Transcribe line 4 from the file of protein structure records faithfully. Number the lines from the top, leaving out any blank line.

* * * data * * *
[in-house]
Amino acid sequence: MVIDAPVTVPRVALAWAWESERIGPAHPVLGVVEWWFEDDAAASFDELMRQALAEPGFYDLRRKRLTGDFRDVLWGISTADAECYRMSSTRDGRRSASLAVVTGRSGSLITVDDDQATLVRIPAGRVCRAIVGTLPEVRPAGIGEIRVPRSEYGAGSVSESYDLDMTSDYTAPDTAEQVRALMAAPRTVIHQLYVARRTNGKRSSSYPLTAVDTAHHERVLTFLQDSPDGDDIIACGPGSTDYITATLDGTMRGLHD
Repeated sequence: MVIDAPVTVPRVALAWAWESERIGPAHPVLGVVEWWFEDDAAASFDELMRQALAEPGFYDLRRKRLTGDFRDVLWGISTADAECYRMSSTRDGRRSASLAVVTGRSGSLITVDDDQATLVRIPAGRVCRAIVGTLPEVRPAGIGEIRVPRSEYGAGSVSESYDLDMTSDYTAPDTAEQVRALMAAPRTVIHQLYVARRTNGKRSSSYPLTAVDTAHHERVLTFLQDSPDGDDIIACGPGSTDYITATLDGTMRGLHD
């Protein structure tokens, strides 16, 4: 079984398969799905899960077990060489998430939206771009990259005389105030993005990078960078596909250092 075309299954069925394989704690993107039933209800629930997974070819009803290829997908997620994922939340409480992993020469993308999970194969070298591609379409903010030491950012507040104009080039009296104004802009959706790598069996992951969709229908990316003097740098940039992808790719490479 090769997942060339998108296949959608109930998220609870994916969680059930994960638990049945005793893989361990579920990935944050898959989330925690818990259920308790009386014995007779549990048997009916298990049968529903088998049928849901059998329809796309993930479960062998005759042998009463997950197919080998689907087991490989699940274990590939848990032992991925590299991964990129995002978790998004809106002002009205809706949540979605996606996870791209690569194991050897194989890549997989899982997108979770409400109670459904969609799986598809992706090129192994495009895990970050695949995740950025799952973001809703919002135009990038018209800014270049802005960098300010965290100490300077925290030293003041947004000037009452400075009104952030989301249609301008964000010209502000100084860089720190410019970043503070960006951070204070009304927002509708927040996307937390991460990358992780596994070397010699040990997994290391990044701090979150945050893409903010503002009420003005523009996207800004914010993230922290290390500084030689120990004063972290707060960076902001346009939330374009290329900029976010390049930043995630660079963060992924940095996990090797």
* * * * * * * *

């Protein structure tokens, strides 16, 4: 079984398969799905899960077990060489998430939206771009990259005389105030993005990078960078596909250092 075309299954069925394989704690993107039933209800629930997974070819009803290829997908997620994922939340409480992993020469993308999970194969070298591609379409903010030491950012507040104009080039009296104004802009959706790598069996992951969709229908990316003097740098940039992808790719490479 090769997942060339998108296949959608109930998220609870994916969680059930994960638990049945005793893989361990579920990935944050898959989330925690818990259920308790009386014995007779549990048997009916298990049968529903088998049928849901059998329809796309993930479960062998005759042998009463997950197919080998689907087991490989699940274990590939848990032992991925590299991964990129995002978790998004809106002002009205809706949540979605996606996870791209690569194991050897194989890549997989899982997108979770409400109670459904969609799986598809992706090129192994495009895990970050695949995740950025799952973001809703919002135009990038018209800014270049802005960098300010965290100490300077925290030293003041947004000037009452400075009104952030989301249609301008964000010209502000100084860089720190410019970043503070960006951070204070009304927002509708927040996307937390991460990358992780596994070397010699040990997994290391990044701090979150945050893409903010503002009420003005523009996207800004914010993230922290290390500084030689120990004063972290707060960076902001346009939330374009290329900029976010390049930043995630660079963060992924940095996990090797």